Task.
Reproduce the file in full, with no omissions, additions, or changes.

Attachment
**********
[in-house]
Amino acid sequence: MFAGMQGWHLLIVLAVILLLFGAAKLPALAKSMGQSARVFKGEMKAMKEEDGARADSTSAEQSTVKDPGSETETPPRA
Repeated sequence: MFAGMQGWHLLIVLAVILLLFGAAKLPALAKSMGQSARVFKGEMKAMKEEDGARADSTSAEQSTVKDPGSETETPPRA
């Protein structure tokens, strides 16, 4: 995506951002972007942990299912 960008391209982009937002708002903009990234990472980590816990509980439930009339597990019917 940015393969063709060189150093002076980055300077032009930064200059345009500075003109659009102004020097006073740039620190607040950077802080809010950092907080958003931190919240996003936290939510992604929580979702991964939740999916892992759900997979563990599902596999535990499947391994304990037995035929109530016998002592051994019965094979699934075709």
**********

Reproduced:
[in-house]
Amino acid sequence: MFAGMQGWHLLIVLAVILLLFGAAKLPALAKSMGQSARVFKGEMKAMKEEDGARADSTSAEQSTVKDPGSETETPPRA
Repeated sequence: MFAGMQGWHLLIVLAVILLLFGAAKLPALAKSMGQSARVFKGEMKAMKEEDGARADSTSAEQSTVKDPGSETETPPRA
């Protein structure tokens, strides 16, 4: 995506951002972007942990299912 960008391209982009937002708002903009990234990472980590816990509980439930009339597990019917 940015393969063709060189150093002076980055300077032009930064200059345009500075003109659009102004020097006073740039620190607040950077802080809010950092907080958003931190919240996003936290939510992604929580979702991964939740999916892992759900997979563990599902596999535990499947391994304990037995035929109530016998002592051994019965094979699934075709």